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A super-Earth has 2.5 G of surface gravity, as opposed to the Earth's 1 G of surface gravity. Some folks on it drive wheeled vehicles, and the wheels on said vehicles have tires on them. These tires are modern-style pneumatic tires built with the same technology and materials as today's tires.

What would these tires look like compared to real-life tires designed with 1 G in mind? Would they be thicker, wider, under higher internal pressure, etc.? I imagine the proportions wouldn't be the same, I'm just not sure how.

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    $\begingroup$ I'm not exactly sure what you expect. A Škoda Fabia weighs about 1,100 kg. A Ford F-150 Lightning weighs 2,900 kg, about 2.6 times as much. Look at the pictures and try to articulate the difference between the external aspect of their tires. (Both are round, both are black, both come in different variants with different heights and widths.) $\endgroup$
    – AlexP
    Apr 23, 2023 at 11:53

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They would look no different compared to tires we use today

On Earth I might have two trucks.

  1. A half-ton pickup carrying 1,000 pounds, like the circa 1972 1/2-ton truck pictured below (courtesy How Stuff Works).

enter image description here

  1. A 1-1/2 ton pickup carrying 5,000 pounds, like the gorgeous 1947 Ford 1-1/2 ton truck pictured below (courtesy Mecum Auctions).

enter image description here

On your super earth, that mass weighing 1,000 pounds on Earth would require the 1-1/2 ton truck. Meaning for the same mass that four-tire light-duty axle and drive train 1/2 ton pickup can haul on Earth, your super earth requires the six-tire heavy-duty axle and drive train of the 1-1/2 ton truck.

It's all about mass and maximum payload

Tires aren't the issue. The actual difference would be (using trucks of today to make the point) the maximum mass you can carry on your super earth.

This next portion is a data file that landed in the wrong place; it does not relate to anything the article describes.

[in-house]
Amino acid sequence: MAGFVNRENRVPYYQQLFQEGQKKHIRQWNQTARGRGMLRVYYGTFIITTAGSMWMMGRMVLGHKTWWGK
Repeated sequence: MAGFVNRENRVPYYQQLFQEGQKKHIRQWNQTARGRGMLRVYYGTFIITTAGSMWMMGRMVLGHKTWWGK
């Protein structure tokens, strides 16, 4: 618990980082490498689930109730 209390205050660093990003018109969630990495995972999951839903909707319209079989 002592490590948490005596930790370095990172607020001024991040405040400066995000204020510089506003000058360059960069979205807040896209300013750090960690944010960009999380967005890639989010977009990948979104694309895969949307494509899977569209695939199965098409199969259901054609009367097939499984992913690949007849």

Let's take the Hitachi EH5000AC-3, believed to have the greatest payload in the world today (image courtesy Hitachi).

enter image description here

This bad boy can haul 326 tons here on Earth. In point of fact, it can only haul 326 tons on your super earth. But what does that mean?

The formula we'll use is this:

$$weight = \frac{(0.224809)mg}{2,000}$$

  • m = the mass of the payload in kg.
  • g = local gravity. 9.8 for Earth, 24.5 for your super earth.
  • 0.224809 is the conversion from Newtons to Pounds.
  • 2,000 is the conversion from Pounds to U.S. Tons.

What do we learn? Using the same truck...

  • Max payload on Earth = 295,953 kg.
  • Max payload on your super earth = 118,337 kg.

Meaning any truck on your super earth can only carry about 40% of the payload (measured in kg) that it could on Earth — but nothing else changes.

Conclusion

Tires don't change. The maximum payload per vehicle weight class is the real difference. And that involves more than just tires.

If the way you want to interpret what I just explained is, "beefier tires, more of them," that's fine. But all you're really saying is that you need a heavier truck to haul the same load.

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  • $\begingroup$ Wouldn't we also have to account for the heavier truck? The tires on the 1.5-ton truck w/2.5 tons (5,000lbs) load are carrying 5 tons, total. On super-earth the truck weights 4.5 "standard" tons with 0.5 standard tons left over which is only 400 super-earth pounds carrying cap (if my math is right). The Hitachi seems worse -- weights about 400 tons, carries total (truck+load) of about 700, which means it can't even carry itself on super-earth. $\endgroup$ Apr 23, 2023 at 21:29